Spam attack? Tell Google, and wipe out online herpes

Sigh – just cleared another boring link spam attack. (You may have noticed it in the comments list on the right. Phooey. Something is not working in my blog filters, but anyway.)

But there’s a great weapon against this: the Google Spam Report page. You go there armed with the name of the site that’s trying to link-spam you, add in a couple of searches finding other blogs it has link-spammed, report it to Google, et voila. Spammer foiled, or at least annoyed.

It is depressing doing the searches though and finding how many gazillions of blogs have given up on preventing comment spam. Maybe it’s the online equivalent of herpes, ineradicable, but controllable.

You’re welcome to go do this yourself if you notice a comment spam attack going on here. Just get the name of the attacking site, and head over. No obligation, of course. But if you see it, then likely I haven’t.


  1. One thing I have noticed Charles is a problem with viewing the blog entries. When there is a long line of text in a comment, (like crawford’s hyperlink), the sidebar widens to accommodate the length of the first line of the comment obscuring the viewing area. i am sure that this is likely to be a problem with shonky old IE that I use at work.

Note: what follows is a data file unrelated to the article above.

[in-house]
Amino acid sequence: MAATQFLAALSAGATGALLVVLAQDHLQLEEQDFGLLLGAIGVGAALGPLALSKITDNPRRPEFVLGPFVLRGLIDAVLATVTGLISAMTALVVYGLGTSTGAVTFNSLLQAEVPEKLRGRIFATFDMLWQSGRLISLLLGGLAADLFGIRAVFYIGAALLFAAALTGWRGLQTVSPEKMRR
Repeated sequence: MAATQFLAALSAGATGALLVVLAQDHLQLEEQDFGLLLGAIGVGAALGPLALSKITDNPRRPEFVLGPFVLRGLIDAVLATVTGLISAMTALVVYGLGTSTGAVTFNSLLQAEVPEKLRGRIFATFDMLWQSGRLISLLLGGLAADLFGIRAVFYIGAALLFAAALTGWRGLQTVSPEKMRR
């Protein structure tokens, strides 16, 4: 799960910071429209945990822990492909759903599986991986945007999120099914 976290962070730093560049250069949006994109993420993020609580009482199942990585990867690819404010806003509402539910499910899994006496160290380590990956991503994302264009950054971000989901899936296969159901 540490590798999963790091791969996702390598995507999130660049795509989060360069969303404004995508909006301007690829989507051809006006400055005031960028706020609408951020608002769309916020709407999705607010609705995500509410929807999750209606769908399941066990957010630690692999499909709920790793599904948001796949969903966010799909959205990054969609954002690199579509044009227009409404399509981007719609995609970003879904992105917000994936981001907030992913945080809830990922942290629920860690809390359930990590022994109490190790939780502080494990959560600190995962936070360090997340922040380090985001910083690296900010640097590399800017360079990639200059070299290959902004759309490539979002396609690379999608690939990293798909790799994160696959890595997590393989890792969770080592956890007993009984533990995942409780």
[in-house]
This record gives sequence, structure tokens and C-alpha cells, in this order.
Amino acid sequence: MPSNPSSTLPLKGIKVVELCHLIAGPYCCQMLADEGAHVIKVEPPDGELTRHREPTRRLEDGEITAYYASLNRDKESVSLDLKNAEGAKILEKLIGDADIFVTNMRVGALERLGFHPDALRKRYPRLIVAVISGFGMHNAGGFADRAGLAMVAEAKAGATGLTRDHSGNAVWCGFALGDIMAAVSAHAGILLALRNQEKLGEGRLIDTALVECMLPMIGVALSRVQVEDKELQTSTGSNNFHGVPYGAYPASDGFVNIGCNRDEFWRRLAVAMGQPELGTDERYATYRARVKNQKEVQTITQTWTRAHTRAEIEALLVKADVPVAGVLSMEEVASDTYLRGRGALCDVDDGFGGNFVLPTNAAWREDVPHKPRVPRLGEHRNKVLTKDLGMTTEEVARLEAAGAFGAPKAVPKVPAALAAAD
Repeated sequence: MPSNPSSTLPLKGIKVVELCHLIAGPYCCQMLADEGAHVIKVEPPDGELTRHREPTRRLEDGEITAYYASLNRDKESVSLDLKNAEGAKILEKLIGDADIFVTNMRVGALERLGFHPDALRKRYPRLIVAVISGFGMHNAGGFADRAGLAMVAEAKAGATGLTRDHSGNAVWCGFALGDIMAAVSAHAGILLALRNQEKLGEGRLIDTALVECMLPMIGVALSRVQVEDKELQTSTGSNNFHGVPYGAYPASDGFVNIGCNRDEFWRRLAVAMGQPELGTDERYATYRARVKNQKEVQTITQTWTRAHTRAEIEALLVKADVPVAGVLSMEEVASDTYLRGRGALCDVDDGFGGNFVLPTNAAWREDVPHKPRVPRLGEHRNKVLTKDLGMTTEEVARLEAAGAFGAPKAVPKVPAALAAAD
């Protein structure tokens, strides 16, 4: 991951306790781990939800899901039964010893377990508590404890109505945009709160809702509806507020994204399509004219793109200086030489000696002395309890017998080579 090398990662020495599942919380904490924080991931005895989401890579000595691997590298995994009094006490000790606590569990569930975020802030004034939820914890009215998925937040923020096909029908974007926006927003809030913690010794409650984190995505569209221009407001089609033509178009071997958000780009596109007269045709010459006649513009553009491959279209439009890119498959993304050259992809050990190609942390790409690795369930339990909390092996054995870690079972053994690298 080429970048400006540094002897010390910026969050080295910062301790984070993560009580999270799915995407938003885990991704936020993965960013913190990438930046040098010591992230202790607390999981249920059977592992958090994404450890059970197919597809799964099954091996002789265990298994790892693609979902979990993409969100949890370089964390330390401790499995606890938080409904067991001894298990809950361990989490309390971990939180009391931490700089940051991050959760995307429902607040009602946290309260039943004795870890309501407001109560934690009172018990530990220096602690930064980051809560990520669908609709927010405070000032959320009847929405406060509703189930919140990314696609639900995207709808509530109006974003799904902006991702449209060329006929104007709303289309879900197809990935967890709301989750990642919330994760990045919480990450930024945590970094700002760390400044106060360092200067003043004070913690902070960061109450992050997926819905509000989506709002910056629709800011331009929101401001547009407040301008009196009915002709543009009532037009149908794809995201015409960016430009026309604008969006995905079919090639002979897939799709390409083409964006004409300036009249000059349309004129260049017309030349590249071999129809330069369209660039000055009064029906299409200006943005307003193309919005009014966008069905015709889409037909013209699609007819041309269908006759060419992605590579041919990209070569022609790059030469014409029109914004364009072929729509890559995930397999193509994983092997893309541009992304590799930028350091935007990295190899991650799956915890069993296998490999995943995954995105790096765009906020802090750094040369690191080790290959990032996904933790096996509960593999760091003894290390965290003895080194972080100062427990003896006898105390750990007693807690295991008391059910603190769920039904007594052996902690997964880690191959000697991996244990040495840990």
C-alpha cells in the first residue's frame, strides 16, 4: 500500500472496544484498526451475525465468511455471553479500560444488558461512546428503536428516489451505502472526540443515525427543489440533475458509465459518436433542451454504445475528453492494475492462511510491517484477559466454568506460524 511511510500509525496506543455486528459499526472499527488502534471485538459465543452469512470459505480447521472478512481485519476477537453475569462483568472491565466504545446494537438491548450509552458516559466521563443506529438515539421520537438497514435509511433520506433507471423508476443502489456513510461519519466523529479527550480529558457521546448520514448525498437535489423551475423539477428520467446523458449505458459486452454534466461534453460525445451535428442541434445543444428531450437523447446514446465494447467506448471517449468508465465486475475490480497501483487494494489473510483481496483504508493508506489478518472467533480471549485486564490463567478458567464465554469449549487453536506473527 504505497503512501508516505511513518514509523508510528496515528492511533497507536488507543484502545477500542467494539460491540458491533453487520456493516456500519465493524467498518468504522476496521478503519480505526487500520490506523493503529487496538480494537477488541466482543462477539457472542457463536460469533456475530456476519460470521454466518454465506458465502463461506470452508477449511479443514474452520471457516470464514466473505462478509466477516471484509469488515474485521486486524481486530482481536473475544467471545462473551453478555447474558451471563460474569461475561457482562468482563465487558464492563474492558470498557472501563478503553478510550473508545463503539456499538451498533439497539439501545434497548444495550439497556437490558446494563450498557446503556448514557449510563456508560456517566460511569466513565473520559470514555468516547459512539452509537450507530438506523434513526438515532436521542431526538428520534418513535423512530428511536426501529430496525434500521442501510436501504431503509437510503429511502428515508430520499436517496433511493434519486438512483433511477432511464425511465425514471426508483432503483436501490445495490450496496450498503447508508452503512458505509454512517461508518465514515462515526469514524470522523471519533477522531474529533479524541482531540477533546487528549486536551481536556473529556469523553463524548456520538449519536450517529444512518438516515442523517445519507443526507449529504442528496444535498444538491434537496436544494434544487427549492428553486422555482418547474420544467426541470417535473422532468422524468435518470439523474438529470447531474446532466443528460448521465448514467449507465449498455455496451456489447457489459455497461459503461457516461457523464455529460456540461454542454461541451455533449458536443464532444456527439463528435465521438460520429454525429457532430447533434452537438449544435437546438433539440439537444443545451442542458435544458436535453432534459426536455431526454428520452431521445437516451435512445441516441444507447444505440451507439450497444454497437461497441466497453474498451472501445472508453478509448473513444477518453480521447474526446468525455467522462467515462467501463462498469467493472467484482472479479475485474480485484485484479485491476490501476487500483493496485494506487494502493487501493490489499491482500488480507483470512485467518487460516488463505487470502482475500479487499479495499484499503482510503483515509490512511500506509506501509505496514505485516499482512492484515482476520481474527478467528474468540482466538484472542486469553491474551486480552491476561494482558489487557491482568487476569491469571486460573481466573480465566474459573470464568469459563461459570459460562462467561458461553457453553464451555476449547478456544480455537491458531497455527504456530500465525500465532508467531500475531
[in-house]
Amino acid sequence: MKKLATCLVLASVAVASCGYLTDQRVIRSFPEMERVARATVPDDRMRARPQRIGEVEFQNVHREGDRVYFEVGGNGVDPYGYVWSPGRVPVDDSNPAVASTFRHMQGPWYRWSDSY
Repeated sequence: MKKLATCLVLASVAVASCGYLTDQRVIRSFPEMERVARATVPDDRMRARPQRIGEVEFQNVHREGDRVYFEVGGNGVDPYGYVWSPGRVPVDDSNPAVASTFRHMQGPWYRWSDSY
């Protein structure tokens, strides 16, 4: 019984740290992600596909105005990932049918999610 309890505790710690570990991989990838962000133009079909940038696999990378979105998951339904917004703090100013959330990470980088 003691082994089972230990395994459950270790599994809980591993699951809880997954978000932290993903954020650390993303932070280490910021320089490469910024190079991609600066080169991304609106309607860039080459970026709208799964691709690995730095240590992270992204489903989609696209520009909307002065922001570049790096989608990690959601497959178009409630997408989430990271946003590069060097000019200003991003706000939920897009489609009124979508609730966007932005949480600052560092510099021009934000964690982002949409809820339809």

TFIF!< ! spaminator saw this >

  2. Ah, interesting point. On my Mozilla offshoot that I’m using (Camino) it pushes the extended hyperlink off towards the right, rather than intruding on the left.

    Not sure what I can do about that, apart from coding it so hyperlinks in comments are say something like “here”. It’s not an IE specific problem, is what I’m saying.

    Any web coding whizzes who want to look at the page source and suggest improvements…?< ! spaminator saw this >

  3. You might be able to chage the ‘overflow’ setting on the CSS style for your sidebar to stop it widening to accommodate long words:

    #menu {
    background: #fff;
    border left: 1px dotted #ccc;
    border top: solid 3px #e0e6e0;
    padding: 20px 0 10px 30px;
    position: absolute;
    right: 2px;
    top: 0;
    width: 11em;
    overflow: hidden;
    < ! spaminator saw this >

  4. Nick gets this morning’s prize (a ticket to Nigella apply yourself via Popbitch). But what’s the difference between “overflow = visible” and the other options, which are “hidden”, “scroll” and “auto”?

    Betraying my ignorance bigtime, but I guess that’s what blogs are for.

    Kudos to Macrabbit’s CSSEdit, which I’ve mentioned before. It takes all the pain out of CSS editing. Apart from the understanding bit, of course.< ! spaminator saw this >

  5. here’s the info..
    From my favourite web developing resource.
    ‘Visible’ means the text will display outside the usual style; this is the default.
    ‘Hidden’ just clips any overflow to maintain dimensions
    ‘Scroll’ displays scroll bars to allow scrolling (with greyed out scroll bars if there is no overflow)
    ‘Auto’ will only display scroll bars if needed.
    Personally I think the scroll bars are ugly in most cases, which is why I suggested ‘hidden’.< ! spaminator saw this >

  6. And I can already see the clipping working nicely on my url above!< ! spaminator saw this >

  7. but not mine (again).
    aarrgghhh !< ! spaminator saw this >

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